Laying The Groundwork For An Emulator - Error Handling
Author: zenogais Difficulty Level: Beginner

    When beginning work on any emulator there are often details left forgotten except at the critical junctures when they are needed. More often than not these items are basic, and not only that but they are details which are required by any decent emulator. These are of course facilities for error handling and facilities for logging. In this article I'll describe a generic object-oriented approach to error handling. This approach involves the use of C++ exceptions as well as C++ file IO, so if these components are not familiar to you then I suggest you learn C++ a bit more before attempting any of this.

    Firstly, exceptions are objects to be thrown only when the condition which triggers this is truly exceptional. This is a fairly unclear statement, but one which you'll find in many books. Basically what I have taken this to mean is that exceptions should not be used to pass information around a system, but instead their purpose is solely handling errors. In the following sections I'll describe a generic exception class which will report enough information about an error that it may be tracked down easily by anyone who uses it, but first let's look at some code:


class EFException
	// Enumerations

	/// An enumeration with individual exception categorizations.
	enum ExceptionCode
	// Constructors
	/** The basic constructor.
	EFException(const ExceptionCode& code, const std::string& message, const std::string& file, 
				const std::string& function, long line);
	/** The assignment operator.
	EFException operator = (EFException& right);

	// Exception Information Functions

	/** Returns the exception code for this message.
	ExceptionCode GetExceptionCode() const throw();
	/** Returns detailed information about the error.
	std::string GetDetailedInformation() throw();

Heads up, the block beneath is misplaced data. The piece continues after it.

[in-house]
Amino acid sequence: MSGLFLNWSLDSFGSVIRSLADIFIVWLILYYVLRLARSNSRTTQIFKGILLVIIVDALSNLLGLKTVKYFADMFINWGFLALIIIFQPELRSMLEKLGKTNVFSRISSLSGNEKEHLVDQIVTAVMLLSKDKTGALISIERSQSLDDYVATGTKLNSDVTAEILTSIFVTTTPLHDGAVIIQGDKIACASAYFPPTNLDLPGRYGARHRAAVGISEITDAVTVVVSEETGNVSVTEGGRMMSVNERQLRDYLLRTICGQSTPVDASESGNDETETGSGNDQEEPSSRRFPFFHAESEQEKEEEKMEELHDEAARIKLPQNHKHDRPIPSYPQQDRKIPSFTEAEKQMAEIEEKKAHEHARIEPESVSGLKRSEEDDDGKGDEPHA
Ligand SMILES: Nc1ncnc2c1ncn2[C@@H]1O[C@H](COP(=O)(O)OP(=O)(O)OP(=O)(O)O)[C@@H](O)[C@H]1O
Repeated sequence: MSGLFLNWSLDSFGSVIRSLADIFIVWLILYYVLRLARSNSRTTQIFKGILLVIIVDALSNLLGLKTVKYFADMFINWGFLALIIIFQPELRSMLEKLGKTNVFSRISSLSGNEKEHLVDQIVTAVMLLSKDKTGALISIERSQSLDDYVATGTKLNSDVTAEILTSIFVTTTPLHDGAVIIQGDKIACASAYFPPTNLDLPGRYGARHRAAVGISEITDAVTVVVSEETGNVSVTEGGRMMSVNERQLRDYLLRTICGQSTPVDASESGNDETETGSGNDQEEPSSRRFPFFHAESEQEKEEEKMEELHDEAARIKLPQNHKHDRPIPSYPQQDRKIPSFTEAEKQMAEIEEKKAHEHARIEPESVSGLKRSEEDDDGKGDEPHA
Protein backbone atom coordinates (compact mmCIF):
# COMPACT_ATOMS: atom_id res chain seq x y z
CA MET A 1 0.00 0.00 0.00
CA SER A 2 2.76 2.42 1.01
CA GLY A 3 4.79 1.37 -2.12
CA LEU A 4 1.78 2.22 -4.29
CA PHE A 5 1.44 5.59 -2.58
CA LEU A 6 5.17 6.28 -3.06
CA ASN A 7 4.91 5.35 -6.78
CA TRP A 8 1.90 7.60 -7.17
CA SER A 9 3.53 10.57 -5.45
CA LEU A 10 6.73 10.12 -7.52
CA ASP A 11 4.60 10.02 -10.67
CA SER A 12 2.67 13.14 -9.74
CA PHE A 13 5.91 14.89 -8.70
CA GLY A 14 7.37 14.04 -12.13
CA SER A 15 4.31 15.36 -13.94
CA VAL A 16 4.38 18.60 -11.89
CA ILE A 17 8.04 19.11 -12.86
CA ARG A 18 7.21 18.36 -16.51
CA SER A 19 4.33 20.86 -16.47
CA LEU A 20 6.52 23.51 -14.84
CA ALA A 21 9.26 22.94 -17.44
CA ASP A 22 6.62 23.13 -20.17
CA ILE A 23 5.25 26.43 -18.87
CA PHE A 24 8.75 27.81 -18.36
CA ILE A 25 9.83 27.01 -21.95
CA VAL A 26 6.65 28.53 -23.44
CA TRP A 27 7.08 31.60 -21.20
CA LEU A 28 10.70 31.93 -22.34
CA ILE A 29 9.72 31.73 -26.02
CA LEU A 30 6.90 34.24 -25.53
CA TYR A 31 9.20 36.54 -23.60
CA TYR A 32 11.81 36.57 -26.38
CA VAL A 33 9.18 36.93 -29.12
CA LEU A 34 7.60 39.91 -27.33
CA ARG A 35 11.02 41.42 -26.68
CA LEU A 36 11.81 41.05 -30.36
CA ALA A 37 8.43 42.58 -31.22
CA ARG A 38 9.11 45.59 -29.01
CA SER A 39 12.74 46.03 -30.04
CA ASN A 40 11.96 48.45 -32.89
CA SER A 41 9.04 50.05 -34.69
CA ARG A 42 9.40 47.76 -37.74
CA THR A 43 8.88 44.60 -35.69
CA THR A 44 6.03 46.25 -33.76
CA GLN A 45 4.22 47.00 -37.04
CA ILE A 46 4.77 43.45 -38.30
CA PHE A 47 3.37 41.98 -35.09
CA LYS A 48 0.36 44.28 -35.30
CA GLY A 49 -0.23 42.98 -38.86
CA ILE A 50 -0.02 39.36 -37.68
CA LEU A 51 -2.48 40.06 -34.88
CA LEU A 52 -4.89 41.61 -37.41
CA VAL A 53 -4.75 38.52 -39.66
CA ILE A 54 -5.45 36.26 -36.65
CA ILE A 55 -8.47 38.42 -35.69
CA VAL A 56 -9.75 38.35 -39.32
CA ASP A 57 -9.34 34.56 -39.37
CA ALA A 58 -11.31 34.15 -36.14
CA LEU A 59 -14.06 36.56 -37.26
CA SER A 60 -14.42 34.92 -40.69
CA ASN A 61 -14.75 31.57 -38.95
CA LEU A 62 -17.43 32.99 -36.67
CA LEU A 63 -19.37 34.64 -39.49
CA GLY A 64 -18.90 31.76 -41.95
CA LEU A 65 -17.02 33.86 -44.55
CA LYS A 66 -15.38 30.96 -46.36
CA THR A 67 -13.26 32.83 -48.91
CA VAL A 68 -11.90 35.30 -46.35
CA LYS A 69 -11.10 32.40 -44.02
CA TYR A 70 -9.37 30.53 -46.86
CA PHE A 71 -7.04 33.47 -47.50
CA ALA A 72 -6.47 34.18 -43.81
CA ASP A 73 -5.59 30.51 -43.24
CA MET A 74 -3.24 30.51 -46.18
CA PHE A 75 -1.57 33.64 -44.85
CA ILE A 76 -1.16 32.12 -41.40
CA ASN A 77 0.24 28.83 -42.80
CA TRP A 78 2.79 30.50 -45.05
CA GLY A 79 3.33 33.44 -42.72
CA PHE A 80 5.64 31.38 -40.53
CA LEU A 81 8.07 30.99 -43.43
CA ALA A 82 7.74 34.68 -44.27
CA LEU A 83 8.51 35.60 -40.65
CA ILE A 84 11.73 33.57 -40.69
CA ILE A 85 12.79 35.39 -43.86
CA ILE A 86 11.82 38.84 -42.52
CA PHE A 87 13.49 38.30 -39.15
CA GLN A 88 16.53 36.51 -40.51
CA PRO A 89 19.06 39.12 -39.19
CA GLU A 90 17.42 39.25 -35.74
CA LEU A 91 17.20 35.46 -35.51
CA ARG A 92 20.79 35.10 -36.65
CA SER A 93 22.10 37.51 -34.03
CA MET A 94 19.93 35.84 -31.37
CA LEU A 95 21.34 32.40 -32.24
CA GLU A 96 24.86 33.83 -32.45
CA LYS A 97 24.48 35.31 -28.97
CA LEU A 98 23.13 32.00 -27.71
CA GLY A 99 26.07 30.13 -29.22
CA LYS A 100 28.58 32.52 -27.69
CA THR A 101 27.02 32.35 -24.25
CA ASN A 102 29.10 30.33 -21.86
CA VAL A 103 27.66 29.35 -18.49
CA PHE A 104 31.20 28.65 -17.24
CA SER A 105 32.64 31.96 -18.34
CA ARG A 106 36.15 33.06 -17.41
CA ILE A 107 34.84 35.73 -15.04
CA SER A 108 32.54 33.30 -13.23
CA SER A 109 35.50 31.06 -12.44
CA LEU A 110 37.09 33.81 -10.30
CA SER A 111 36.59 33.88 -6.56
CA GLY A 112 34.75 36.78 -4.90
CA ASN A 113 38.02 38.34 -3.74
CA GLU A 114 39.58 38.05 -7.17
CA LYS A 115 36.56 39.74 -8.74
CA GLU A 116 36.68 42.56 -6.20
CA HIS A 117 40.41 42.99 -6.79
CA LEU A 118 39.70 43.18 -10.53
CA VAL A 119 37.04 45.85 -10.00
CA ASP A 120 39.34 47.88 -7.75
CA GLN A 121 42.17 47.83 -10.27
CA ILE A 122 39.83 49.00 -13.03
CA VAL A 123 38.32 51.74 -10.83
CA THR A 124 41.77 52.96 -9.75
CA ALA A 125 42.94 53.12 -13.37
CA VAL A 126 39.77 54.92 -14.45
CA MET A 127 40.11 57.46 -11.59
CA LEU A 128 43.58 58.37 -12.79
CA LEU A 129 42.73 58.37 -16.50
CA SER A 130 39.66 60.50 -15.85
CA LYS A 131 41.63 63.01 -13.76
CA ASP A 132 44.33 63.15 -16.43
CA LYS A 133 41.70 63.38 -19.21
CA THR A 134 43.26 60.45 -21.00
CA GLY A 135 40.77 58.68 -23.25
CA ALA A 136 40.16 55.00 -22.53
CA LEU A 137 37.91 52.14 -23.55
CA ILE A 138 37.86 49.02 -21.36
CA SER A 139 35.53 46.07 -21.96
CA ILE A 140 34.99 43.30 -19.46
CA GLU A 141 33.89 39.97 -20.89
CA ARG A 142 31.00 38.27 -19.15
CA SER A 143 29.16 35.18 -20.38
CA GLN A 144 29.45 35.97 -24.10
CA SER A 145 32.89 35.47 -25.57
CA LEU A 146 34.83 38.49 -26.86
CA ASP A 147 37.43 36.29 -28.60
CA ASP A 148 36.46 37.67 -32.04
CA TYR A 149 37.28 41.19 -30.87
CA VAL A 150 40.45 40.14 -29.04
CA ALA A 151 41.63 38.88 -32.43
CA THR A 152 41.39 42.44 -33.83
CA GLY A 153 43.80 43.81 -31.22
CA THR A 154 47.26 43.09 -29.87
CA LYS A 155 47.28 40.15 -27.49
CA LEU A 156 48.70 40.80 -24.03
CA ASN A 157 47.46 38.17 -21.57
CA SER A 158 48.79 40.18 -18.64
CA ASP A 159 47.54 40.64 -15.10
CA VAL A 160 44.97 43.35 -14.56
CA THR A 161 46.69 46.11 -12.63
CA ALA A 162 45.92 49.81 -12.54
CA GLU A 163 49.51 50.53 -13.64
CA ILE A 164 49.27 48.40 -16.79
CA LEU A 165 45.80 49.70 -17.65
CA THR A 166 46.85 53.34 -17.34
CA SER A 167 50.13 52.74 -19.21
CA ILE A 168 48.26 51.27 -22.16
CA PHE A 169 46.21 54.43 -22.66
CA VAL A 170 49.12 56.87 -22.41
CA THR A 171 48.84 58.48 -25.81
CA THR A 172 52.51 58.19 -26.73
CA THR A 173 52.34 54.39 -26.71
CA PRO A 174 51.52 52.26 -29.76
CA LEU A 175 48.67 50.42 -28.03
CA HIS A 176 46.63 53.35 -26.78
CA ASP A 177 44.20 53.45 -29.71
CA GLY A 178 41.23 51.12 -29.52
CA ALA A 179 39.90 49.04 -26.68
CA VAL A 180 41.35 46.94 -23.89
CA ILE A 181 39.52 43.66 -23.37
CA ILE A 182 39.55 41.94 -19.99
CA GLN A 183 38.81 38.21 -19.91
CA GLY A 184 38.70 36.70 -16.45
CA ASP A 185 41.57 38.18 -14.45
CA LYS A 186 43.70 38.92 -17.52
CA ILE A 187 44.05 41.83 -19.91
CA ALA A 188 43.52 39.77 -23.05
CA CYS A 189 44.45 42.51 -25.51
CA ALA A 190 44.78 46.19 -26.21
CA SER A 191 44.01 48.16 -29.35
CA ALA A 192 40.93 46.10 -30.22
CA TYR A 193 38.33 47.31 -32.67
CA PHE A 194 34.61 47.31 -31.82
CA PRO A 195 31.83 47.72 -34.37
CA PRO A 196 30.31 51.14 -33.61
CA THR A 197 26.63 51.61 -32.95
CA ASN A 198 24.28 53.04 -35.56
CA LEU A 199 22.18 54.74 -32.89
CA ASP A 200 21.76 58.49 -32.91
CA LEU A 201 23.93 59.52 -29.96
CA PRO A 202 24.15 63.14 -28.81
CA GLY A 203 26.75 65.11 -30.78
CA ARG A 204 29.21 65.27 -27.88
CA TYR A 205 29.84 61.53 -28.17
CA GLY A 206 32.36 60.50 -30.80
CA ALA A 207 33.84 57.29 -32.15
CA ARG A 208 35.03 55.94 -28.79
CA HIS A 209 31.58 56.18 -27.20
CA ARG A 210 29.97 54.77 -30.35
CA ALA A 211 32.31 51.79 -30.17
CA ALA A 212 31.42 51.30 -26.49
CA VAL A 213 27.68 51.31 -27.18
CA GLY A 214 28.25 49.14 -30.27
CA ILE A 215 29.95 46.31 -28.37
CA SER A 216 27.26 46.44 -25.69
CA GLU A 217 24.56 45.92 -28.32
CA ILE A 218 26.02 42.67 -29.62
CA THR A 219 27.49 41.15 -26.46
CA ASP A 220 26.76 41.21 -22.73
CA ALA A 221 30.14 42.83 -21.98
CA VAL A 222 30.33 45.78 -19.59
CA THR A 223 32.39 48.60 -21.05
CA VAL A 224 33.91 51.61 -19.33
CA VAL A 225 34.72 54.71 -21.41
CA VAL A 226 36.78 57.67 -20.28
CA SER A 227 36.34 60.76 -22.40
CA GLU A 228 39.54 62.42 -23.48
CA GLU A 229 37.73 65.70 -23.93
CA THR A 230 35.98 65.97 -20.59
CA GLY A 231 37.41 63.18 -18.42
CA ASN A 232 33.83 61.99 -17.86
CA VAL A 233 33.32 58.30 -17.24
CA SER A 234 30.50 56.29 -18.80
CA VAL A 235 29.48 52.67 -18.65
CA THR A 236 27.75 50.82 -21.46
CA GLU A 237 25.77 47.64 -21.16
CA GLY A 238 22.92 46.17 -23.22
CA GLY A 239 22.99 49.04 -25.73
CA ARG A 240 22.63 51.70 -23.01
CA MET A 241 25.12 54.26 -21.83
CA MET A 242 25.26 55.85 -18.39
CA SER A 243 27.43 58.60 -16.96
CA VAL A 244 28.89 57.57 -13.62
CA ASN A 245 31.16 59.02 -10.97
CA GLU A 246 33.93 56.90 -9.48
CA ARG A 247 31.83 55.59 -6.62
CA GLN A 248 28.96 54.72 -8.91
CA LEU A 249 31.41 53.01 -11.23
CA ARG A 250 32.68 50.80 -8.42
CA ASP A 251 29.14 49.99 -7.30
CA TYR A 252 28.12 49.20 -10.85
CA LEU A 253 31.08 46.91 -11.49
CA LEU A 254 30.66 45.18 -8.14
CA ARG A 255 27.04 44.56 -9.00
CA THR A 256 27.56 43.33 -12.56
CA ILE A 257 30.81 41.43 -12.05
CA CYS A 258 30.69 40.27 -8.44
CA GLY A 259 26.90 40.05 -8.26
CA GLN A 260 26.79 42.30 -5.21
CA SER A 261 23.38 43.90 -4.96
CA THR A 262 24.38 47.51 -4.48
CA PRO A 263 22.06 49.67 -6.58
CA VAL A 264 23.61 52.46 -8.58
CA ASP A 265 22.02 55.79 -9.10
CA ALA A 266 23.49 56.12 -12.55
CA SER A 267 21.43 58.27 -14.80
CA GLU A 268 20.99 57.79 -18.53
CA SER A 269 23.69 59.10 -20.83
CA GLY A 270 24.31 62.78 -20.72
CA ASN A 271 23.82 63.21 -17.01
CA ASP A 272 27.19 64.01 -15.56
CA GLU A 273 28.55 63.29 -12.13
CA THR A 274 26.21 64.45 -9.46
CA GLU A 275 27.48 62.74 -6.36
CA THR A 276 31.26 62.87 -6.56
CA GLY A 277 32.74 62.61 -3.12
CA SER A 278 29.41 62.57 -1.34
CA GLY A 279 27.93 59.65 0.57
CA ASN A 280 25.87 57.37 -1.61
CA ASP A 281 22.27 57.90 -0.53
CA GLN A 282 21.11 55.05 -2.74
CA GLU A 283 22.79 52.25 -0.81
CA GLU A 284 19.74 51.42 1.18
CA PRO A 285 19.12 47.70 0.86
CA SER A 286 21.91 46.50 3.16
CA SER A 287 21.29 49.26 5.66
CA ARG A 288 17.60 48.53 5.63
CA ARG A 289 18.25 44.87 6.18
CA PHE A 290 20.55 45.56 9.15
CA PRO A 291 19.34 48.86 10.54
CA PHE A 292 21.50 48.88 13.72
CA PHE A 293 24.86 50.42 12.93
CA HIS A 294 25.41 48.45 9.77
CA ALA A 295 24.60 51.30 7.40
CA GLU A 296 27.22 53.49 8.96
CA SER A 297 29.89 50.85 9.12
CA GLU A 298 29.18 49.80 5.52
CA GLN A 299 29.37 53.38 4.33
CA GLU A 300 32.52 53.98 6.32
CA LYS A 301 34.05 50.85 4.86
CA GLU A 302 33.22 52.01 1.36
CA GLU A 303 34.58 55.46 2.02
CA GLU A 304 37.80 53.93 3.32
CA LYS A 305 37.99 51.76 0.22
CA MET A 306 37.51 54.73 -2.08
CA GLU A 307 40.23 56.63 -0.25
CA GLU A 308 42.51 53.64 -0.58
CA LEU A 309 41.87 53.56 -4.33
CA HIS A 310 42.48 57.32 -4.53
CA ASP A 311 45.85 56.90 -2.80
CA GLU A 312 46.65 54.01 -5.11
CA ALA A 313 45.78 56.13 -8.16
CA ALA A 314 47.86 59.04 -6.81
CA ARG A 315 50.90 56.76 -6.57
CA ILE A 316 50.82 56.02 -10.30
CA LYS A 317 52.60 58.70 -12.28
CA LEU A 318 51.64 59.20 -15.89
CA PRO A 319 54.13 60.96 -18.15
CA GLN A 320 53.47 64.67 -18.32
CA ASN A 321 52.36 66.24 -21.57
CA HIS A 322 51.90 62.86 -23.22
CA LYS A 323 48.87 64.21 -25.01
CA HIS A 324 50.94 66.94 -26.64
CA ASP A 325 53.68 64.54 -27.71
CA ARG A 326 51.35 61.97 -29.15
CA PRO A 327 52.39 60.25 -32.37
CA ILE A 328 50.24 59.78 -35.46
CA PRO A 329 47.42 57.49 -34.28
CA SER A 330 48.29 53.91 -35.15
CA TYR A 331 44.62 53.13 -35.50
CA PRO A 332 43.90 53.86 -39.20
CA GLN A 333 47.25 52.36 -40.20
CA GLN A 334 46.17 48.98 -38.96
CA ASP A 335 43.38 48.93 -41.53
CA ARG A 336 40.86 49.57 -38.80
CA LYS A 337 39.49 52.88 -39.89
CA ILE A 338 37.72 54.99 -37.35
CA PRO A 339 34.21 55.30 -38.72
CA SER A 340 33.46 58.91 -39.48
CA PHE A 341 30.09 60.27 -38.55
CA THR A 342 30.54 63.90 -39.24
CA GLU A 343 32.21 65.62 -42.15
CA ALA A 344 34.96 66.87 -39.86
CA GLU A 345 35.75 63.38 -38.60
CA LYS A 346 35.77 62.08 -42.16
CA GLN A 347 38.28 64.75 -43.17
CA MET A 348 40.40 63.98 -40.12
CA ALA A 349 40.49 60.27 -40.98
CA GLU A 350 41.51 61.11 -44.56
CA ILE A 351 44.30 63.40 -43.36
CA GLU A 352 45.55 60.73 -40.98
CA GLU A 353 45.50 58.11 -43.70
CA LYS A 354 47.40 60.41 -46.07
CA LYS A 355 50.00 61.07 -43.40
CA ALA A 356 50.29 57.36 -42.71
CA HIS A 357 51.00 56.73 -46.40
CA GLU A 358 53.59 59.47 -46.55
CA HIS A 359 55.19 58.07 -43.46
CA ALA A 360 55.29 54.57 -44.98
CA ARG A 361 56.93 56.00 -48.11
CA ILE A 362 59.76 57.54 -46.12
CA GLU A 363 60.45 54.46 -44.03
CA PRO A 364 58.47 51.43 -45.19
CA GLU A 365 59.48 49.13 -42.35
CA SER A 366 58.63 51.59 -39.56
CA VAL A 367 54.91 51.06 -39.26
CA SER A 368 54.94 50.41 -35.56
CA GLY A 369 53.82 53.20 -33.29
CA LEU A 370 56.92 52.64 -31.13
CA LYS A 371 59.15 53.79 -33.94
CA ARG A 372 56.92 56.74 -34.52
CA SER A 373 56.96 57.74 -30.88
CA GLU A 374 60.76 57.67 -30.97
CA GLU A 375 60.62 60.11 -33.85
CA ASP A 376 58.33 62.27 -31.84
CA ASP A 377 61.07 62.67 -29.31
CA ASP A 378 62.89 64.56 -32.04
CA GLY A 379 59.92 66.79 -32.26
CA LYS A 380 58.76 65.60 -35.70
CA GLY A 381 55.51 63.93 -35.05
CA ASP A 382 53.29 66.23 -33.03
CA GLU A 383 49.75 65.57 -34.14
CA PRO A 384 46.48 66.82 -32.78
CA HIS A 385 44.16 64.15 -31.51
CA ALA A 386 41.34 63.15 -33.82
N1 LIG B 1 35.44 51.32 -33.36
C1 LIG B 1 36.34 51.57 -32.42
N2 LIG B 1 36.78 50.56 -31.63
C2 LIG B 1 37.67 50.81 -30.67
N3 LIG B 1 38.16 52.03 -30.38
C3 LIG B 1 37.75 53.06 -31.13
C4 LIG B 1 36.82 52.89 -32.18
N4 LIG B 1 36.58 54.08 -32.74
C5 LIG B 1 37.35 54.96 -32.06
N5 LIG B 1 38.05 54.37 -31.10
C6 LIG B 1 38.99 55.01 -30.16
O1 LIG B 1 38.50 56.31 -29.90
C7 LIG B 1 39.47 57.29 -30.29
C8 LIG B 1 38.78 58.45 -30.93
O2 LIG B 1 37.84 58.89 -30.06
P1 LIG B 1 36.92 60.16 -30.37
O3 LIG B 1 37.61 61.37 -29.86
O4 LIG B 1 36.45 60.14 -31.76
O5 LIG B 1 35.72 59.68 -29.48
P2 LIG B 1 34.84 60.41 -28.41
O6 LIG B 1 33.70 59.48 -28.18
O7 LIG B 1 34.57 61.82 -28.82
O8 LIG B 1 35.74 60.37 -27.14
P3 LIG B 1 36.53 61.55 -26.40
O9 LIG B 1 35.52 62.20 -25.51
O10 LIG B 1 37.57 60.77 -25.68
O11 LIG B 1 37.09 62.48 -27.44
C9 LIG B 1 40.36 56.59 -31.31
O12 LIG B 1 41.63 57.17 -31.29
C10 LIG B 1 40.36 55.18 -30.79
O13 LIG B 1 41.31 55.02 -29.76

// Exception Code Function

	/** Returns the name of the exception code for this exception.
	std::string GetExceptionCodeStr() throw();

	// Variables

	long          mLine;
	ExceptionCode mCode;
	std::string   mFile;
	std::string   mMessage;
	std::string   mFunction;

    As you can see this class will be our exception class. This is the class which will be thrown every time an exception occurs. This exception describes every aspect of the area where the exception occurred, most notably the name of the file, the function in that file, the line in that file, and also a message describing the error that occurred. This is very useful for getting important, specific information about the error that occurred, as this information is invaluable when you are writing an emulator and tracking down bugs. In addition to all that information you may notice that I have also included an error code. The error codes create a simple way in which a fatal error can be distinguished from a non-fatal error at any point in your program. In addition to this ability to distinguish differences, they also help to categorize an error into a group, making it easier to asses the error when it is thrown.
    Now lets explain some of the more advanced C++ concepts presented here for those who don't know about them. Firstly the word "const" following a function is used to show the fact that within the body of this function no values are modified, this means that the function is only returning a value - nothing more and nothing less. Secondly the word "throw()" following a function is used to create a contract between the function caller and the function itself meaning that this function will not throw any object of any kind any time that it is called. This is very important, especially in an exception class. Also you may have noticed that we specified an "operator =", this is because the compiler (Microsoft Visual C++ .NET) was unable to generate this function at compilation time. Anyways now lets move on to what the functions themselves are supposed to do.